DURBAN - On Friday, 27 March 2020 Moody’s (one of the three major credit rating agencies) downgraded South Africa’s sovereign credit rating to sub-investment grade while maintaining a negative outlook.
Fitch and S&P (the other two major agencies) both downgraded South Africa to sub-investment grade in 2017.
Moody’s highlighted the following primary drivers in coming to their decision:
1. Structural economic bottlenecks that limit GDP growth potential and employment creation
2. Deteriorating public finances and unfavourable debt dynamics.
3. The acute financial stress state-owned enterprises (SOEs) are under, particularly Eskom.
4. Uncertainty around structural reforms and implementation risk.
While the downgrade had largely been priced in by financial markets, the timing thereof could not have been worse; it came amid a wave of global risk aversion, further currency weakness and higher bond yields.
The yields on SA bonds reflect the rate at which the government can borrow money. Generally, a downgrade would be associated with a higher risk profile and result in a higher yield and consequently more expensive borrowing for the sovereign.
Additionally, the rules for certain passive indices and institutional mandates stipulate that only investment-grade debt may be held and there may be some forced selling as a result of this change in rating for South Africa. Given the current market turmoil related to Covid-19, markets have been inherently more volatile, and liquidity has been constrained. This event could exacerbate this issue in the local bond market.
In financial markets the news itself is often overshadowed by the extent to which the event was expected and consequently priced in already (the local bond market is down ~12 percent year-to-date).
The current yields on SA Bonds already compare with those of other sub-investment grade countries around the world, and as such this event does seem to be largely reflected by current prices.
Given recent market turmoil the usual quarterly rebalancing of passive indices has been delayed by a month, which should alleviate any immediate selling pressure on SA Bonds. The current level of SA Bond yields is very attractive given the low rate environment globally and yields a significant margin over inflation (approximately SA CPI + 7 percent for 10-year bonds). While the downgrade is negative, there may be investors who still find appeal in the relatively high-yielding SA debt.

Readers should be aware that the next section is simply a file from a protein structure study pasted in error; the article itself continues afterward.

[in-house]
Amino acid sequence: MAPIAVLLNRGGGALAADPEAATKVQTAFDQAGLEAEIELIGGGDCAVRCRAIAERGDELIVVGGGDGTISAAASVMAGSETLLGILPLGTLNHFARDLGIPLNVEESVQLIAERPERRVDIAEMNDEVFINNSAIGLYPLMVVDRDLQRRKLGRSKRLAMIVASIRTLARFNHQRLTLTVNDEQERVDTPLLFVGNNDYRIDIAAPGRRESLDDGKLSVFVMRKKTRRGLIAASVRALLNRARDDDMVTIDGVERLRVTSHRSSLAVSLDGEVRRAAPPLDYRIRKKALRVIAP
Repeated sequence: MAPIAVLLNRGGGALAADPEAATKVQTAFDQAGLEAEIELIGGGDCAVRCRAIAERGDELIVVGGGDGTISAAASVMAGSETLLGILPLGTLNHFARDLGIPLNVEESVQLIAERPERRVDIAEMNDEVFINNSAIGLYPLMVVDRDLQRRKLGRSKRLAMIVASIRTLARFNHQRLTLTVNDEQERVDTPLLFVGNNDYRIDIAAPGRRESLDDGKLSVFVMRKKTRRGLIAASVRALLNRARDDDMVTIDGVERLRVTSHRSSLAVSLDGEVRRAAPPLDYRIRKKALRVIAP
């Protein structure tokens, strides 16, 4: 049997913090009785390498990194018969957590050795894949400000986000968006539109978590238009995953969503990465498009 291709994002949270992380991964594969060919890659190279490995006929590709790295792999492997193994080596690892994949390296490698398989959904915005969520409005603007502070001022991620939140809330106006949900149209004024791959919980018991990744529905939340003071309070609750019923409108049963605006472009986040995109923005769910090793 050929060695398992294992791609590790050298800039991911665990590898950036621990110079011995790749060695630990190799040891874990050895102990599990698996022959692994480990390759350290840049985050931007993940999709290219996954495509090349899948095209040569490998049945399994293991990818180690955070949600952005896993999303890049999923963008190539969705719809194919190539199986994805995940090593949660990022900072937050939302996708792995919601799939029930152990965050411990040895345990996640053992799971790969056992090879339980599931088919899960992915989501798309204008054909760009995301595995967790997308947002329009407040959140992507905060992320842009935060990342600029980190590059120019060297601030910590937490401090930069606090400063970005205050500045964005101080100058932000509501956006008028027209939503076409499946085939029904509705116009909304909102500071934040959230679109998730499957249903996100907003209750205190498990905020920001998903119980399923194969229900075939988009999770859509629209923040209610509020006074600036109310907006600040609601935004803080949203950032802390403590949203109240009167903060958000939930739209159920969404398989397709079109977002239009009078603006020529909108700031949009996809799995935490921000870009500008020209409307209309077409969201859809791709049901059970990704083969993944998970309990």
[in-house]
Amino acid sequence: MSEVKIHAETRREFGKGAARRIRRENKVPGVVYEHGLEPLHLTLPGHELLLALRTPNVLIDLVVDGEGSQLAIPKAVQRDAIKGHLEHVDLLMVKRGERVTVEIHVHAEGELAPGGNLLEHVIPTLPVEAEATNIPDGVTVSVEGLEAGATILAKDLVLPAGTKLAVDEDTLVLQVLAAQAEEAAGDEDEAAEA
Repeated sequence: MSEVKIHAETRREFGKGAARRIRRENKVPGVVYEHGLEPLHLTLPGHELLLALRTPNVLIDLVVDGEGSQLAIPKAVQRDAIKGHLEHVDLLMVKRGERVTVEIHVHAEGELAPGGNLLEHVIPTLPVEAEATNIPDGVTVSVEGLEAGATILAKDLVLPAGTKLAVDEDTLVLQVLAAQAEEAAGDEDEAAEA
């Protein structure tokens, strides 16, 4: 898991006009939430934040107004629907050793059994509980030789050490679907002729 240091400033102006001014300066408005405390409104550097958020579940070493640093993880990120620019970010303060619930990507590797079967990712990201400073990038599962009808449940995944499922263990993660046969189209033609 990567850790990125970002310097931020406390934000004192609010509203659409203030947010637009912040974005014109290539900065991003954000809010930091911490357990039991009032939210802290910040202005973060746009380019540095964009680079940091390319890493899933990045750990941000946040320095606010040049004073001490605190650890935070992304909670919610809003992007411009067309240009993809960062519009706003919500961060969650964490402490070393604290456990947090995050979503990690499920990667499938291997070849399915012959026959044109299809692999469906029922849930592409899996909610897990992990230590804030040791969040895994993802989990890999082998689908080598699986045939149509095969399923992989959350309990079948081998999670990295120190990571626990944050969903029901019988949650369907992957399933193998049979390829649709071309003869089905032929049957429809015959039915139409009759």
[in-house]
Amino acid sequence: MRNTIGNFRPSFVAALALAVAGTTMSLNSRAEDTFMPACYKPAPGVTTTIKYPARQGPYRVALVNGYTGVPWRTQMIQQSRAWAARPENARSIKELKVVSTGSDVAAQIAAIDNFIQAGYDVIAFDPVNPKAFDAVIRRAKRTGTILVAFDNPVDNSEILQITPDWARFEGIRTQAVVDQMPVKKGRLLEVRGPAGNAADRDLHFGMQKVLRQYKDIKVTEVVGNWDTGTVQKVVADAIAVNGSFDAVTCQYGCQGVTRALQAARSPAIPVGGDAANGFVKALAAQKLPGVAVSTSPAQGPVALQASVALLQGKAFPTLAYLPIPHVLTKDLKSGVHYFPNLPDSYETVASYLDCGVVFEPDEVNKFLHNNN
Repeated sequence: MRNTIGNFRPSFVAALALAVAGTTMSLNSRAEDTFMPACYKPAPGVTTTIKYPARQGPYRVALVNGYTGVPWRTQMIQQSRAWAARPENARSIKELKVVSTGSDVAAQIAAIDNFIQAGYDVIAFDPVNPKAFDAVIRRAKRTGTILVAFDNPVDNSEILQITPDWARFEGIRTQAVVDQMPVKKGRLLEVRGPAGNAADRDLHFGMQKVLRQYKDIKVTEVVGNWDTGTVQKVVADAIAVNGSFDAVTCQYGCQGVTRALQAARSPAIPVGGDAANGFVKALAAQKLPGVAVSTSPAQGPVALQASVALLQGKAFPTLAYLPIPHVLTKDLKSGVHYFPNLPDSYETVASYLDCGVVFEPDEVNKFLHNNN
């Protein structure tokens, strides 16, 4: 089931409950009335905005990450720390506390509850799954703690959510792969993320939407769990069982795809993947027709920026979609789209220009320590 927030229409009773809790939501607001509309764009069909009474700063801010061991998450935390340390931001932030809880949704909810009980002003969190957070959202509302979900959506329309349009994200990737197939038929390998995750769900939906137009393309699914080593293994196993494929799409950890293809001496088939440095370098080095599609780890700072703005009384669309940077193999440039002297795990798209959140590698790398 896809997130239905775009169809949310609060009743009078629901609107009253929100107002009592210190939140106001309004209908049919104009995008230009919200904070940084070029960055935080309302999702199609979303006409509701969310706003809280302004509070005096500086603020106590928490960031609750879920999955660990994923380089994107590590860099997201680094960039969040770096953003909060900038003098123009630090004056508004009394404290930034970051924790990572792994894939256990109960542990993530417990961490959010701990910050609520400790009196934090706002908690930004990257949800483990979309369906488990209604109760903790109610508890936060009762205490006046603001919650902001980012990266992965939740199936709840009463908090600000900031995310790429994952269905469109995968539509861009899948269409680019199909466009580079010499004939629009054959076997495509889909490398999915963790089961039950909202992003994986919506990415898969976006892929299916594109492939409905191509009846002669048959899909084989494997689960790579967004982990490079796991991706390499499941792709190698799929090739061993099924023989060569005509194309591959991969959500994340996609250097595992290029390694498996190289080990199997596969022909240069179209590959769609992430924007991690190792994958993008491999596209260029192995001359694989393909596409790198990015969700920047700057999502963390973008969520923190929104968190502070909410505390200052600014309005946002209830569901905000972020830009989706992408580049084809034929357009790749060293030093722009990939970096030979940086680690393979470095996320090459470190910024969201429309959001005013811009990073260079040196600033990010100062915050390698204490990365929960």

The portfolio construct and strategies we run are inherently long term in nature, and consequently short-term market events do not usually have a notable impact on our portfolio positioning and strategy. This particular event is uncommon, and also comes at a time of heightened volatility.
Presently, SA Bonds are an attractively valued asset class notwithstanding the downgrade and its implications. Any further sell-off in the bond market could be used, where appropriate, to opportunistically increase exposure. Additionally, we will pay attention to the impact on the rand and take advantage of repatriating assets at oversold levels and increasing exposure during strength.
In summary, the downgrade has certainly added to the flurry of recent negative news. However, the event itself is unlikely to surprise the market – and there are many mitigating factors that may result in the downgrade being met with mixed reactions from market participants. The focus now shifts to government’s ability to effectively manage its debt profile and implement structural reforms.
Renzi Thirumalai, Head of Investments, FNB Wealth and Investments
BUSINESS REPORT ONLINE